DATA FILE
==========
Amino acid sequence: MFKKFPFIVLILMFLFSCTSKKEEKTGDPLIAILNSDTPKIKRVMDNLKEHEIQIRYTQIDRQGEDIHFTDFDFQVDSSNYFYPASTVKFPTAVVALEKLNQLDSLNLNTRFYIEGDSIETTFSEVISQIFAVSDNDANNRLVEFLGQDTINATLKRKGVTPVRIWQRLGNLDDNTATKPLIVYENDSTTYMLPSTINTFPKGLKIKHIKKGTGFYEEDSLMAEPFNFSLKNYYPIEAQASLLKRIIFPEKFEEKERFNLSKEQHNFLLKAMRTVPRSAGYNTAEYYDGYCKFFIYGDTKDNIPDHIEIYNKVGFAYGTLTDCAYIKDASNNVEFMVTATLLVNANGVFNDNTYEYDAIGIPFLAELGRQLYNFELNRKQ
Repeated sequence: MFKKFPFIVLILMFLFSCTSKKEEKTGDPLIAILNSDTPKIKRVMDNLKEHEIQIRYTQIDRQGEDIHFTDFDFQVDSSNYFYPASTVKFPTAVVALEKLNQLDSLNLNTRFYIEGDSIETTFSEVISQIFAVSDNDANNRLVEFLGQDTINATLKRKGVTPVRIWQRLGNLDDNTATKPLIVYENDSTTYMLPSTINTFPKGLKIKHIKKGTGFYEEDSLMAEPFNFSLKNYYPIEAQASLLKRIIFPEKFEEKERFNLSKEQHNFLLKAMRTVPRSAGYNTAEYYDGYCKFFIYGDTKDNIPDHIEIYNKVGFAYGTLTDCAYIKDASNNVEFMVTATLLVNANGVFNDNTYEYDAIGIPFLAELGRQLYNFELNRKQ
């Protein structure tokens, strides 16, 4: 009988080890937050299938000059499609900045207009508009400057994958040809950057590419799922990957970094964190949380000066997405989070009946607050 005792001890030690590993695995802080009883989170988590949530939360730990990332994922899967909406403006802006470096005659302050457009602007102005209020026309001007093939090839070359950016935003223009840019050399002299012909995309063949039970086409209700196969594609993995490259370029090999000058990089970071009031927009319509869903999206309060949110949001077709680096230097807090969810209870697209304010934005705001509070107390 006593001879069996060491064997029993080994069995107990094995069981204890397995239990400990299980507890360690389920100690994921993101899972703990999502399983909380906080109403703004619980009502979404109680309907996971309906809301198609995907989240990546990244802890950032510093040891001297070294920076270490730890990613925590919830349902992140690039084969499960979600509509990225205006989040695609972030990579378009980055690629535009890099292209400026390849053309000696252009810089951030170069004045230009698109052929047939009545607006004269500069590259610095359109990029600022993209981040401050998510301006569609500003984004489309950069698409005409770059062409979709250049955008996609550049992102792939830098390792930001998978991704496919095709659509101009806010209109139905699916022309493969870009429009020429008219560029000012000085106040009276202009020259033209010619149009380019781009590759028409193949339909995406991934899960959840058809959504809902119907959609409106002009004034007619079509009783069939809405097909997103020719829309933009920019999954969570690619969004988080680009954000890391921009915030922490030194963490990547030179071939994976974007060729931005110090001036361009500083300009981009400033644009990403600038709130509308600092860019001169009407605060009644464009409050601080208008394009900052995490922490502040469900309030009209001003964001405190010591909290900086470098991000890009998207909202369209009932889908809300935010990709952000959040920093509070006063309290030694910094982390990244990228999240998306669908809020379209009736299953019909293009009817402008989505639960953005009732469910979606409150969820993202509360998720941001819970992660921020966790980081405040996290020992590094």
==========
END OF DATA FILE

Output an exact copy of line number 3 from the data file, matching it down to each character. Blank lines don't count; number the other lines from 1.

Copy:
């Protein structure tokens, strides 16, 4: 009988080890937050299938000059499609900045207009508009400057994958040809950057590419799922990957970094964190949380000066997405989070009946607050 005792001890030690590993695995802080009883989170988590949530939360730990990332994922899967909406403006802006470096005659302050457009602007102005209020026309001007093939090839070359950016935003223009840019050399002299012909995309063949039970086409209700196969594609993995490259370029090999000058990089970071009031927009319509869903999206309060949110949001077709680096230097807090969810209870697209304010934005705001509070107390 006593001879069996060491064997029993080994069995107990094995069981204890397995239990400990299980507890360690389920100690994921993101899972703990999502399983909380906080109403703004619980009502979404109680309907996971309906809301198609995907989240990546990244802890950032510093040891001297070294920076270490730890990613925590919830349902992140690039084969499960979600509509990225205006989040695609972030990579378009980055690629535009890099292209400026390849053309000696252009810089951030170069004045230009698109052929047939009545607006004269500069590259610095359109990029600022993209981040401050998510301006569609500003984004489309950069698409005409770059062409979709250049955008996609550049992102792939830098390792930001998978991704496919095709659509101009806010209109139905699916022309493969870009429009020429008219560029000012000085106040009276202009020259033209010619149009380019781009590759028409193949339909995406991934899960959840058809959504809902119907959609409106002009004034007619079509009783069939809405097909997103020719829309933009920019999954969570690619969004988080680009954000890391921009915030922490030194963490990547030179071939994976974007060729931005110090001036361009500083300009981009400033644009990403600038709130509308600092860019001169009407605060009644464009409050601080208008394009900052995490922490502040469900309030009209001003964001405190010591909290900086470098991000890009998207909202369209009932889908809300935010990709952000959040920093509070006063309290030694910094982390990244990228999240998306669908809020379209009736299953019909293009009817402008989505639960953005009732469910979606409150969820993202509360998720941001819970992660921020966790980081405040996290020992590094």